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BEPS explained: Bahamas, quo vadis?

The Bahamas is considered a tax haven for both companies and people alike. Many companies that operate in high-tax jurisdictions take advantage of the low-tax environment in The Bahamas by shifting their profits without engaging in real business in this locale. This tax status has effectively allowed The Bahamas to be a center for the financial services industry. However, with international organizations such as the Organization for Economic Co-operation and Development (OECD) implementing their initiatives regarding harmful tax practices, this status is changing.

The European Union (EU) wants to level the playing field and eliminate tax havens and other jurisdictions that operate under “harmful tax practices”. The goal is to create conditions for a more stable global economy. This effort has resulted in Criterion 2.2 of the Annex to the Conclusions of the EU Council, dated November 8, 2016, that the existence of tax regimes that facilitate multinational financial structures that attract profits without real economic activity are a threat to the principles of fair global taxation. This Criterion enforces three actions to counter various forms of tax avoidance. These actions include the removal of preferential exemptions, clear identification of a company’s beneficial owners, mandatory economic substance of an international business company (IBC), and the combating of base erosion and profit shifting (BEPS). The EU and OECD issued several threats to The Bahamas to comply or else be placed on a global blacklist that would discourage other countries from trading and conducting business with The Bahamas. This blacklisting would jeopardize the financial services industry, which makes up 25 percent of the Bahamian economy. However, the possibility of blacklisting has created a dilemma regarding the most appropriate form of compliance. All degrees of compliance, from noncompliance to total compliance, have different repercussions on the Bahamian economy.

Recognized as a harmful tax practice, BEPS is the strategy of exploiting the gaps in tax laws to shift profits from high-tax jurisdictions to lower-tax justifications to avoid paying taxes on income or profits, as defined by the OECD. These tax gaps seem to have been exploited by companies established in The Bahamas. The Action Plan to eradicate BEPS, published by the OECD in 2013, contains 15 actions to be implemented for the complete eradication of BEPS in low or no-tax jurisdictions, such as The Bahamas, and includes four BEPS minimum standards. BEPS Action 5, an action which The Bahamas has recently implemented, is one of the four minimum standards addressing the concern of preferential tax regimes and tax transparency. These standards correspond with the Annex to the EU Council Conclusions which aims to promote tax transparency and fair taxation. Action 3 of this Annex aims to enforce the implementation of anti-BEPS measures. With both of the OECD and EU having imposed their concordant initiatives at the same time, The Bahamas was forced to implement these initiatives to avoid being blacklisted.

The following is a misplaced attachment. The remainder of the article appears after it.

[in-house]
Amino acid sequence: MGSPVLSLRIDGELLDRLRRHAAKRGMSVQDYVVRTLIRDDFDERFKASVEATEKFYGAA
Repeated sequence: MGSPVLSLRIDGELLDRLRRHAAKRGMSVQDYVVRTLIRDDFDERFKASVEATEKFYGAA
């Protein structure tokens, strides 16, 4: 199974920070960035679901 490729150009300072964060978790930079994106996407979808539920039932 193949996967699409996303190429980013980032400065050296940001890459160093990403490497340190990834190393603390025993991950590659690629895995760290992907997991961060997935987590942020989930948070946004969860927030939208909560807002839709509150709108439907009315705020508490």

To further comply with these anti-BEPS initiatives, it is possible that the government will consider introducing a low corporate tax, thus eliminating The Bahamas’ status as a tax haven. However, statistical evidence implies that the eradication of BEPS through the introduction of taxes would not only have little impact on government finances, but would also drive away investors into the offshore financial services industry. Moreover, the downfall of this sector due to the introduction of these taxes has been foreshadowed, which would have negative repercussions on the Bahamian economy. According to James R. Hines of the University of Michigan Law School, studies find that multinational firms that are located in low-rate tax areas create more employment, own more property, and have more equipment because the money they are saving on taxes is redistributed into other sectors of the business. This business activity itself is a form of base erosion from the standpoint of high-tax countries; companies are reallocating funds that would be used for taxes to create a more active business, thus implying low-tax jurisdictions attract business activity. With The Bahamas having implemented the BEPS minimum standards, business activity may possibly decrease, meaning less jobs would be created for Bahamians and less land and property would be bought, which are all activities that contribute to government funding.